"I saw too many people die, and a lot of people didn'tsee any of that. They had a press conference and left.I'm looking up, fighting this incredible battle, andthey're doing press conferences and lying to thepeople. They're telling them 40,000 troops are in NewOrleans. It was all bull."

Communications shut down

"Analyze my ass, analyze everyone's ass, man. Let'sput the facts on the table and talk turkey. Why wasthere a breakdown at the federal and state level onlyin Louisiana? This didn't happen in Mississippi.That's the question. That's the question of the day."

Nagin said the city's communications essentially shutdown, but said that state and federal officials werelikewise at a loss. Within a few days, city officials,including Chief Technology Officer Greg Meffert aidedby a crew from Unisys and other outside volunteers,were able to patch together a rough network.

"All communications broke down," Nagin said. "I gotcell phones from as high up as the White House thatdidn't work. My Blackberry pin-to-pin was the onlything that worked. I saw the military struggle withthis, too. No one had communications worth a damn."

Even if communications were challenging, Nagin notedthat FEMA officials were up in helicopters inspectingthe damage from the storm within about 24 hours afterit passed. So the message should have been clear, hesaid: Send in the cavalry.

"I think they realized the magnitude of what washappening," he said.

The best-laid plans

Federal officials have faulted Nagin's administrationfor not marshaling its Regional Transit Authoritybuses and those of the School Board to start ferryingthe tens of thousands of evacuees stranded at theSuperdome and the Convention Center out of town.

Nagin said perhaps some of the criticism is fair. Buthe said there were various logistical hurdles thatmade it hard to use that equipment, and the buseswould have hardly created a dent in the size of thecrowds anyway.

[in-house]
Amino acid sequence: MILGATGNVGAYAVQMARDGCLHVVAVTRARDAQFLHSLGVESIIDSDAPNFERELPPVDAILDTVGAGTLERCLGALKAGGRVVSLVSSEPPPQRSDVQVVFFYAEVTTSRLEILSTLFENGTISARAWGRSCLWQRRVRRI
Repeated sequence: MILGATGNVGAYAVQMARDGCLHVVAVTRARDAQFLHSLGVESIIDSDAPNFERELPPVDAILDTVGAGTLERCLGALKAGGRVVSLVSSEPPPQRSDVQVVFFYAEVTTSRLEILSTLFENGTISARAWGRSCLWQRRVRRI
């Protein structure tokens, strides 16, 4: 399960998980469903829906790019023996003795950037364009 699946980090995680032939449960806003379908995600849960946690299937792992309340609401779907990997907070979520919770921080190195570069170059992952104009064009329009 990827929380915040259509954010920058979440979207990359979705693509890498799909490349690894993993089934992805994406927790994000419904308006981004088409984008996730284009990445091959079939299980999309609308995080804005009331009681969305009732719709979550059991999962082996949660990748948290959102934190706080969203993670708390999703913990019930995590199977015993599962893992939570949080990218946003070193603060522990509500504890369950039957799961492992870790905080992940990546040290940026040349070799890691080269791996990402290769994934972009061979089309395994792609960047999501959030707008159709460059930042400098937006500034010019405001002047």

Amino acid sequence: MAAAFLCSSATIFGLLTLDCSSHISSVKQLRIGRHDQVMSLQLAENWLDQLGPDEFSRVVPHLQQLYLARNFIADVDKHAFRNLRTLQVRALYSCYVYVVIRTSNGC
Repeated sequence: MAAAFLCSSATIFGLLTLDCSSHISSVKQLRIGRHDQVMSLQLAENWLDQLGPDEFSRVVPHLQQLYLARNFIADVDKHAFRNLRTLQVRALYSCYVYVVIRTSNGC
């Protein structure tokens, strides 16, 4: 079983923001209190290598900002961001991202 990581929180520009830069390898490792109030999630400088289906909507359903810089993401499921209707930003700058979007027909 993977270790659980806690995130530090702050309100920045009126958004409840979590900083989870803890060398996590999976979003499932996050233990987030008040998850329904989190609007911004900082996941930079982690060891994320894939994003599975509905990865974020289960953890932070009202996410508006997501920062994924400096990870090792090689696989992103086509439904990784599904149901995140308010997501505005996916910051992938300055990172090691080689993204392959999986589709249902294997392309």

"It's up for analysis," he said. "But we didn't haveenough buses. I don't control the school buses, andthe RTA buses as far as I know were positioned highand dry. But 80 percent of the city was not high anddry. Where would we have staged them? And who wasgoing to drive them even if we commandeered them? IfI'd have marshaled 50 RTA buses, and a few schoolbuses, it still wouldn't have been nearly enough. Wedidn't get food, water and ice in this place, andthat's way above the local level.

"Our plan was always to use the buses to evacuate tothe Dome as a shelter of last resort, and from there,rely on state and federal resources."

Those resources took way too long to arrive, Naginsaid - in fact, much of the help didn't arrive untilafter the mass evacuations from the Dome and theConvention Center had occurred. As a result, peoplesuffered and died needlessly, a truth that has beenweighing heavily on his mind.
"I saw stuff that I never thought I would see in mylifetime," he said. "People wanting to die. Peopletrying to give me babies and things. It was ahelpless, helpless feeling.

"There was a lady waiting in line for bus who had amiscarriage. She was cleaning herself off so shewouldn't lose her place in line. There were old peoplesaying, 'Just let me lie down and die.' It's bulls---,absolutely bulls---. It's unbelievable that this wouldhappen in America."

Answering criticism

While a number of people in the sea of refugees thatpacked the Dome and Convention Center complained thatNagin had not come to address them, Nagin said he didvisit both facilities and speak with people.

"I went there," he said. "I went through the crowdsand talked to people, and they were not happy. Theywere panicked. After the shootings and the looting gotout of control, I did not go back in there. Mysecurity people advised me not to go back" afterWednesday, he said.
By Thursday, crowds had gotten increasingly restless.At one point, a crowd surged dangerously around PoliceSuperintendent Eddie Compass, and a knot of policeofficers had to help him to safety.